Abstract:

This paper addresses the issues surrounding urbanization in the East Asian region. The paper begins by considering the reasons for urbanization and, therefore, the nature and shape of that urbanization. It then goes on to consider the various impacts of the phenomenon as they have affected social and workplace relations, as a result of changes in lifestyles and environment. This leads to the consideration of the agglomeration effects of urbanization and the possibilities and prospects for networked cities in the region. It is concluded that numerous structural and systemic changes must be made by nearly every state in the region before the benefits of networked and smart cities can be harvested.

 

Collaborative Provision of Graduate Education in CLMV: Case of Thailand’s Private Universities

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Announcing: Sujarittanonta, Lavanchawee, kittichok Nithisathian and John Walsh, “Collaborative Provision of Graduate Education in CLMV: Case of Thailand’s Private Universities,” Journal of Educational and Vocational Research, Vol.7, No.2 (2016), pp.49-57, available at: http://ifrnd.org/journal/index.php/jevr/article/view/1340.

Abstract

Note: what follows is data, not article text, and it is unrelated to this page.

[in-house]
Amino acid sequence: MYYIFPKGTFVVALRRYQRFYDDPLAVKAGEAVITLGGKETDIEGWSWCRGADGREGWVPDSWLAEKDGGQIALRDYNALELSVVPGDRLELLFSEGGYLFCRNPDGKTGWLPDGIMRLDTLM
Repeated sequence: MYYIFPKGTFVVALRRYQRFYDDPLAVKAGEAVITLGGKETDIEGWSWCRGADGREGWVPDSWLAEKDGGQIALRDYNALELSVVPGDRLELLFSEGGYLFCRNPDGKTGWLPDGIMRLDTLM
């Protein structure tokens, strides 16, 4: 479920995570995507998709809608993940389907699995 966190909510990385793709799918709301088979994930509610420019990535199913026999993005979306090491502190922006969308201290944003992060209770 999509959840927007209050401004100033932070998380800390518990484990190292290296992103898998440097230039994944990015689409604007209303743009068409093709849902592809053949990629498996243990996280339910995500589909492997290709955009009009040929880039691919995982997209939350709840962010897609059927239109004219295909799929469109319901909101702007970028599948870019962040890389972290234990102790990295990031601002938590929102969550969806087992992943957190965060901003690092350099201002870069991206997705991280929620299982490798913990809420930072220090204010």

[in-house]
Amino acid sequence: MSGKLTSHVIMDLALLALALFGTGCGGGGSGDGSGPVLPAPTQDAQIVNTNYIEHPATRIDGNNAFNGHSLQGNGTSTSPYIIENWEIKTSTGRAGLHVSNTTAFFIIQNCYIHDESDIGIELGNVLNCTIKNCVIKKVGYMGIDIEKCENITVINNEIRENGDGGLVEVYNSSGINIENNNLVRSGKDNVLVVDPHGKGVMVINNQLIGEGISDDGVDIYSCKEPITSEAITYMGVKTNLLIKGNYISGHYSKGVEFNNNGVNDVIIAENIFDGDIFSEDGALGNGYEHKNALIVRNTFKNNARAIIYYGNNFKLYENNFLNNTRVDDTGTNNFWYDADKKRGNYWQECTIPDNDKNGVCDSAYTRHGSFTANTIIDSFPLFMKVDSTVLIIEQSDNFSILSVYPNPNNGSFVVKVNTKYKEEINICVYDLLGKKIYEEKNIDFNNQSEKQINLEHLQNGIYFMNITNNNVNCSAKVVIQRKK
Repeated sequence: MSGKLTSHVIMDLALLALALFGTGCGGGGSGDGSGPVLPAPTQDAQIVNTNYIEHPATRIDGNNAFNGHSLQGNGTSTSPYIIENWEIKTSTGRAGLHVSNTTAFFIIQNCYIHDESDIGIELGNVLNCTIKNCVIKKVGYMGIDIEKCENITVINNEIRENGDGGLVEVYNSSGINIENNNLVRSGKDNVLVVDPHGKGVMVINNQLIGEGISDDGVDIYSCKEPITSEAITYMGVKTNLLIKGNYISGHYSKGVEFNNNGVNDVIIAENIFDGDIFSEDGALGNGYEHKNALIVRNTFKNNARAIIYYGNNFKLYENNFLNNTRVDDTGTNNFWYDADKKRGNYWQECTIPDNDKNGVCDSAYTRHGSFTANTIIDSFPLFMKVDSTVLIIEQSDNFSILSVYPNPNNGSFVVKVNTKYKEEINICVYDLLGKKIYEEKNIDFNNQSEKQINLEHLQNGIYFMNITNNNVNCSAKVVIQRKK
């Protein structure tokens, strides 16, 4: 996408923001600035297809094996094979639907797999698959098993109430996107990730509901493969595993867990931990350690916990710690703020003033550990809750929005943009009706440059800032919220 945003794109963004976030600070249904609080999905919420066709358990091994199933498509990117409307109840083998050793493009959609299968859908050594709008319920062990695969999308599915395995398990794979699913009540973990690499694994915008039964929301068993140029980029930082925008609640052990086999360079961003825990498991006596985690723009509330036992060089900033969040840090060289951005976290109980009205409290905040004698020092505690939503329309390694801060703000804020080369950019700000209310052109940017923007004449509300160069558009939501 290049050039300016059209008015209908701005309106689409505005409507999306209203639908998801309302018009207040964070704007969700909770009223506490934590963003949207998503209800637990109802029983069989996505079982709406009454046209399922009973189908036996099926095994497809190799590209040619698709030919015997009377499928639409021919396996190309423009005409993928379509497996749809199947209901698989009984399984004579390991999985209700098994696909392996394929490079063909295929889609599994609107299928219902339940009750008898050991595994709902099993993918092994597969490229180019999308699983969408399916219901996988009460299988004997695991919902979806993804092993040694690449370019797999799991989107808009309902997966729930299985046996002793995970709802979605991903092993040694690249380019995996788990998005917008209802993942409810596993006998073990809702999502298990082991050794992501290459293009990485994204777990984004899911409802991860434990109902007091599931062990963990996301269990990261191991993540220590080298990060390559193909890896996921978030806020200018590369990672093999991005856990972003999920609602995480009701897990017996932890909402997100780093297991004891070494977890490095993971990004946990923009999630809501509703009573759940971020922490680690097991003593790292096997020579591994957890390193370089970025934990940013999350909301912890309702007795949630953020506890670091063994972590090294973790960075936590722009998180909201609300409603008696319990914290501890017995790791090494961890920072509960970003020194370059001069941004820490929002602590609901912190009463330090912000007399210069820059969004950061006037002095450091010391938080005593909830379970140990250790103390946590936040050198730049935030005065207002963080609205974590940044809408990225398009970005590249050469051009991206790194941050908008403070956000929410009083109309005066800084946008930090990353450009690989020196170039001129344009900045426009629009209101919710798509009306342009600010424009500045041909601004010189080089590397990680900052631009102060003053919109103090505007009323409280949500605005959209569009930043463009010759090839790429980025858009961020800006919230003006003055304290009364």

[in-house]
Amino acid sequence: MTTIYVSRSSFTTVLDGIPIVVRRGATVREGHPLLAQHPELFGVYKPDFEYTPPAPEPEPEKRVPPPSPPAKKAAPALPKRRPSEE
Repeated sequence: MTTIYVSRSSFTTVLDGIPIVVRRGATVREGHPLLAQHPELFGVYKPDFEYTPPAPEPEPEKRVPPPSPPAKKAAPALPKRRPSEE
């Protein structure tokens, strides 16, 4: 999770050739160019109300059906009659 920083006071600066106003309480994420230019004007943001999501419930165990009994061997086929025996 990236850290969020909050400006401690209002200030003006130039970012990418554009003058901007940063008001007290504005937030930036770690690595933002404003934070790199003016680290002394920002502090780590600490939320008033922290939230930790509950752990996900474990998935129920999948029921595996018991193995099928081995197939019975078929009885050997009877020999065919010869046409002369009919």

Education entails investments in time and money from the students and, therefore, the choices of degree programs and university names are critical for students and their future careers. The demand for foreign education in the CLMV (i.e. Cambodia, Lao PDR, Myanmar and Vietnam) market is fast expanding, especially for international graduate programs. Equipped with foreign degrees, the human resources of the host CLMV countries are ready for international jobs with international standards. This situation attracts investments by foreign universities to enter CLMV countries to offer degree programs, such as MBA, MPA and PhD. While Western universities are internationally recognized, the success of Asian universities operating within CLMV has not been studied. Consequently, this paper reports on research examining the success of Thai private universities that operate in CLMV countries, in particular Mynmar, which has only recently opened up to the world, as well as the developing prospects for Vietnam. Lao PDR and Cambodia. Data is collected through in-depth interviews of managers and students of international partner institutions of the host countries, through which Thai universities offer graduate degree programs. It is found that private Thai degree programs are welcomed in CLMV countries, while Thai degrees are favored over international Western degrees in terms of economic affordability and preferred over Chinese degree programs due to the socio-cultural perception that Chinese products are doubtful in quality. This is not surprising, considering that a 2014 study by the UNESCO Institute for Statistics (UIS) reported that among middle-income countries of Asia, Thailand and Malaysia lead the region when it comes to providing graduate education.